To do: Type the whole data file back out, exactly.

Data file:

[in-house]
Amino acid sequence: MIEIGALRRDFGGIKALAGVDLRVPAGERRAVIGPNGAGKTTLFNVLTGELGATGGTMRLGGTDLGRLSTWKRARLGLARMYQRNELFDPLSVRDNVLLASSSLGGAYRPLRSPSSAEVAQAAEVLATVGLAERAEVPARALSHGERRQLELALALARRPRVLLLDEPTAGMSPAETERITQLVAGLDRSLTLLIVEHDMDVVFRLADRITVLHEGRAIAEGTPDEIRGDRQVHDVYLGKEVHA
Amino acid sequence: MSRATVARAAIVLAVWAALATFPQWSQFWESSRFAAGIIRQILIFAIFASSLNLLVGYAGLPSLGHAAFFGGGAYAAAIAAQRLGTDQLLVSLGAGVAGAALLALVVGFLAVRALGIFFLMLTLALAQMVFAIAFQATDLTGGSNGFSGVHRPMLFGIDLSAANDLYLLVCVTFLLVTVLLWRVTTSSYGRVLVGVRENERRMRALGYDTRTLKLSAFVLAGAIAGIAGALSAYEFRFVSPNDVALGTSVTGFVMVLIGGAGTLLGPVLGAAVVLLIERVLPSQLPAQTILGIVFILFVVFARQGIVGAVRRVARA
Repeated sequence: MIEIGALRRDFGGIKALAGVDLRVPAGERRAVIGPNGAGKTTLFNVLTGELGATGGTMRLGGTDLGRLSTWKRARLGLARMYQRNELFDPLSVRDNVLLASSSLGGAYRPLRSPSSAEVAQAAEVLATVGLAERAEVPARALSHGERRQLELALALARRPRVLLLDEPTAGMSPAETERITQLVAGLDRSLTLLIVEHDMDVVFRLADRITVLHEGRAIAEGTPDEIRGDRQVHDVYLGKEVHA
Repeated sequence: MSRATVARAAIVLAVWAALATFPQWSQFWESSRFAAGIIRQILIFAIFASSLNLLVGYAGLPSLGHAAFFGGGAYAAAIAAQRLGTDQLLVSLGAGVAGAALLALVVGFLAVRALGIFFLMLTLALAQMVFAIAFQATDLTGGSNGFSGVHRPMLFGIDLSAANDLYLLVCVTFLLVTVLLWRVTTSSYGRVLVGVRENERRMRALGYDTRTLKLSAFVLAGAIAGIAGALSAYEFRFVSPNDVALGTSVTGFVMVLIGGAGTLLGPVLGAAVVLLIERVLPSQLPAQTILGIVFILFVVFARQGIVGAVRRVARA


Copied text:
[in-house]
Amino acid sequence: MIEIGALRRDFGGIKALAGVDLRVPAGERRAVIGPNGAGKTTLFNVLTGELGATGGTMRLGGTDLGRLSTWKRARLGLARMYQRNELFDPLSVRDNVLLASSSLGGAYRPLRSPSSAEVAQAAEVLATVGLAERAEVPARALSHGERRQLELALALARRPRVLLLDEPTAGMSPAETERITQLVAGLDRSLTLLIVEHDMDVVFRLADRITVLHEGRAIAEGTPDEIRGDRQVHDVYLGKEVHA
Amino acid sequence: MSRATVARAAIVLAVWAALATFPQWSQFWESSRFAAGIIRQILIFAIFASSLNLLVGYAGLPSLGHAAFFGGGAYAAAIAAQRLGTDQLLVSLGAGVAGAALLALVVGFLAVRALGIFFLMLTLALAQMVFAIAFQATDLTGGSNGFSGVHRPMLFGIDLSAANDLYLLVCVTFLLVTVLLWRVTTSSYGRVLVGVRENERRMRALGYDTRTLKLSAFVLAGAIAGIAGALSAYEFRFVSPNDVALGTSVTGFVMVLIGGAGTLLGPVLGAAVVLLIERVLPSQLPAQTILGIVFILFVVFARQGIVGAVRRVARA
Repeated sequence: MIEIGALRRDFGGIKALAGVDLRVPAGERRAVIGPNGAGKTTLFNVLTGELGATGGTMRLGGTDLGRLSTWKRARLGLARMYQRNELFDPLSVRDNVLLASSSLGGAYRPLRSPSSAEVAQAAEVLATVGLAERAEVPARALSHGERRQLELALALARRPRVLLLDEPTAGMSPAETERITQLVAGLDRSLTLLIVEHDMDVVFRLADRITVLHEGRAIAEGTPDEIRGDRQVHDVYLGKEVHA
Repeated sequence: MSRATVARAAIVLAVWAALATFPQWSQFWESSRFAAGIIRQILIFAIFASSLNLLVGYAGLPSLGHAAFFGGGAYAAAIAAQRLGTDQLLVSLGAGVAGAALLALVVGFLAVRALGIFFLMLTLALAQMVFAIAFQATDLTGGSNGFSGVHRPMLFGIDLSAANDLYLLVCVTFLLVTVLLWRVTTSSYGRVLVGVRENERRMRALGYDTRTLKLSAFVLAGAIAGIAGALSAYEFRFVSPNDVALGTSVTGFVMVLIGGAGTLLGPVLGAAVVLLIERVLPSQLPAQTILGIVFILFVVFARQGIVGAVRRVARA